Infant Life Protection Act of 1890

| Updated on Wednesday, January 8th, 2014

INFANT LIFE PROTECTION ACT OF 1890.

Compiled by Helen D. Harris OAM

In 1898, Victoria Police took over the administration of the Infant Life Protection Act of 1890, which  had been passed in reaction to cases of infanticide and abuse by baby farmers (women who took in babies to nurse). This legislation tightened controls on both mothers and baby farmers. The police department managed the administration of the Act until 1908, and in so doing created a series of records of immense use to family and social historians. Unfortunately there is no surviving index to the records prior to 1901, making it a difficult task to access them.  Those cases found in files for the period 1898-1908  have now been placed on a separate web page Infant Life Protection Act Indexes.  Please note that they are not all the cases, merely the ones found to date.

From 1901, there exist indexes to the correspondence registers, and the registers themselves.  This series of microfiche has been compiled from both the indexes and the registers, and gives names, locations and relevant file numbers to enable access to the files themselves.  The indexes, registers and files are housed at the Public Record Office, but unfortunately the latter are not always easy to locate, with many not located where they should be.  The microfiche also offers a guide to where to look for the files.

ILPA PART ONE  – THE NURSES 1901-1908

Contains over 5,000 entries listing the name and location of women (and the occasional male) who applied to become ‘nurses’, who renewed their registration or who notified the department of their change of address.

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ILPA PART TWO – ILLEGITIMATE BIRTHS

Lists those people who were charged with failing to register the birth of an illegitimate child within the required three days. The legal responsibility to register the child lay with the occupier of the house in which the child was born, rather than the mother, so friends or relatives could be and were charged.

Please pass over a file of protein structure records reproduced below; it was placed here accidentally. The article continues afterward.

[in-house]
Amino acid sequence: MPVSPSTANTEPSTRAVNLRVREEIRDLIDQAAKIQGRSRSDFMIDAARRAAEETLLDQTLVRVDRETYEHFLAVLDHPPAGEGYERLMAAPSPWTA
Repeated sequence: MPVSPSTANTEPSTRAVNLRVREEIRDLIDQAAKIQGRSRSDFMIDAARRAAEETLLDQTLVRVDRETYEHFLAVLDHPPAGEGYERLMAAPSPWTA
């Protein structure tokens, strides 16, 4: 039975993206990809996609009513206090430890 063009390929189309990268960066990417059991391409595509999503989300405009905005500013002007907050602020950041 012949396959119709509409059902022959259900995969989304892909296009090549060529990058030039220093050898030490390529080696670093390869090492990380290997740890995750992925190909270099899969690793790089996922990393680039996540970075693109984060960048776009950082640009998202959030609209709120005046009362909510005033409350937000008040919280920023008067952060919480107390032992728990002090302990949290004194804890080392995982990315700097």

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ILPA PART THREE – THE CHILDREN & THEIR NURSES

This list contains two indexes; the names of the children who were given to nurses registered under the Act, and the names of the nurses and which children they took into their care. A number of the children were the offspring of women from country areas and interstate or overseas (New Zealand), who came to Melbourne to give birth, leave the child with a nurse, then return home with their secret intact.

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ILPA PART FOUR – ADOPTIONS

Most of the children (although not all) were the illegitimate offspring of working-class mothers, unable to look after babies themselves, and amenable to other people adopting their child. This list shows both the child’s and the adoptive parents’ names. As legal adoption did not commence until 1928, the material in these files is the only way in which these adoptions can be traced.

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ILPA PART FIVE – DEATHS

Lists those children who died while in the custody of a nurse registered under this Act, and includes those people who were investigated for failing to comply with the Act. These people were sometimes the nurse herself, sometimes relatives or adoptive parents.

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ILPA PART SIX – NURSES – MISCELLANEOUS.

Lists women who were investigated by the police department for taking in children when they were not registered as nurses under this Act; women who applied for an exemption because of extenuating circumstances (such as being a relation of the child) and women whose registration as nurses were cancelled, sometimes at their own request and sometimes because of their treatment of the children under their care.

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